The visualization research group at the Department of Informatics of the University of Bergen, Norway (UiB), is seeking motivated and capable new PhD students who wish to pursue cutting-edge visualization research in a stimulating and dynamic international environment. Currently there are vacancies for a PhD fellowship in the MetaVis project led by Prof. Stefan Bruckner and funded by the Research Council of Norway. The project aims to study the space of visualizations itself and how it can be efficiently and effectively navigated. The goal is to develop interactive visual methods to enable users in choosing appropriate visualization techniques for particular types of data and tasks. The topic for the thesis can be chosen within this broad range to suit the strengths and interests of the PhD candidate.
Again, I can tell you firsthand now, that this is a really awesome place to work with a lot of awesome people :)! Stefan Bruckner is well known in the field of medical visualization and an excellent supervisor, making this is a truly amazing opportunity. More information on the PhD job openings is available from the leaflet here and job openings page. The application deadline is the 18th of June 2017, so no not delay and prepare your application! You can apply directly via the Jobbnorge announcement here.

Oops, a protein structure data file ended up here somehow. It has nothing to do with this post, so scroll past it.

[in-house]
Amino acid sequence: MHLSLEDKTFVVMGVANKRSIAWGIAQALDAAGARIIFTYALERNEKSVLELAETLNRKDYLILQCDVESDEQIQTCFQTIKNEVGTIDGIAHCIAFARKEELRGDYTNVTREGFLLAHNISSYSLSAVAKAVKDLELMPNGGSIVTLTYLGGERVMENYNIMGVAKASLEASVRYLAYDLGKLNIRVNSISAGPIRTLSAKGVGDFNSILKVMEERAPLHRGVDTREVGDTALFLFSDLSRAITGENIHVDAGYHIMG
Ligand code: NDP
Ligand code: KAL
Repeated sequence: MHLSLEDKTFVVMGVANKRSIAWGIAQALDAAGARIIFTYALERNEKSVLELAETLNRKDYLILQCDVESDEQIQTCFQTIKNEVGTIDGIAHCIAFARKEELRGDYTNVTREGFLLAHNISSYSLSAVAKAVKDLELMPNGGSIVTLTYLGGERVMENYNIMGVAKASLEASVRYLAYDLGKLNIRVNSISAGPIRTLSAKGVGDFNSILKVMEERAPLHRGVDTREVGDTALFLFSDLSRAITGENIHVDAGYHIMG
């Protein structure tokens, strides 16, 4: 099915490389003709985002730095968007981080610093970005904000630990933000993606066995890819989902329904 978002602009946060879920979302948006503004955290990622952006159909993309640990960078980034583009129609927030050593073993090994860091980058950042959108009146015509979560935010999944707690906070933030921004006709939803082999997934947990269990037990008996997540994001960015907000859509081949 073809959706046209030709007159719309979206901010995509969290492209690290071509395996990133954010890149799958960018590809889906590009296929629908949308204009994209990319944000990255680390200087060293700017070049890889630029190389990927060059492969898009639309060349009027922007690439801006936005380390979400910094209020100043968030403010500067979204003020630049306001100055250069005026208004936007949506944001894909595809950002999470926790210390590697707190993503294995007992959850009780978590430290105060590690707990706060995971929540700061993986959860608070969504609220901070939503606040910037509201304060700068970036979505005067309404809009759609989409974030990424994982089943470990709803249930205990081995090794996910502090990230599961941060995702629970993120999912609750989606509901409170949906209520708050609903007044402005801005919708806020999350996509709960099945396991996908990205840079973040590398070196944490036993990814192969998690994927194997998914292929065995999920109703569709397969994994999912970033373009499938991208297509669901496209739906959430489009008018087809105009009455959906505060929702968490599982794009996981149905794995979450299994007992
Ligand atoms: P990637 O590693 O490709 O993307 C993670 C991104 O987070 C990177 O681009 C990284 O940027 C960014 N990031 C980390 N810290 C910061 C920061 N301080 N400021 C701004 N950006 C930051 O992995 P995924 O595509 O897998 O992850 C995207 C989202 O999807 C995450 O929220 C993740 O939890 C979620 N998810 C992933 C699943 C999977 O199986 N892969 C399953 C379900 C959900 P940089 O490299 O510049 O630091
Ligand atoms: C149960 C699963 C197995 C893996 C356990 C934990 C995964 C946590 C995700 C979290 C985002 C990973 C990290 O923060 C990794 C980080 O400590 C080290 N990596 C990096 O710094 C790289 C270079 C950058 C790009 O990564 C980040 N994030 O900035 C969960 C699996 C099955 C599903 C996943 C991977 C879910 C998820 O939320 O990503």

Best wishes for the new year from the medvis.org team!
The Informatics department at the University of Bergen, Norway, currently has four interesting job opportunities. They are looking to hire three PhDs and a Postdoc. I can tell you firsthand now, that this is a really awesome place to work with a lot of awesome people :)! The exact topic of the PhDs will be decided on with the advisors, but biomedical visualization, visual analytics and visual computing are among the list of possible topics. More information on the PhD job openings is avalaible here, while you can read more about the Postdoc job opening here. The application deadline will be the 1st of March 2017, so there is ample time to prepare your application. Be sure to indicate your (biomedical) visualization research preferences in there as well, and apply directly via the Jobbnorge links above.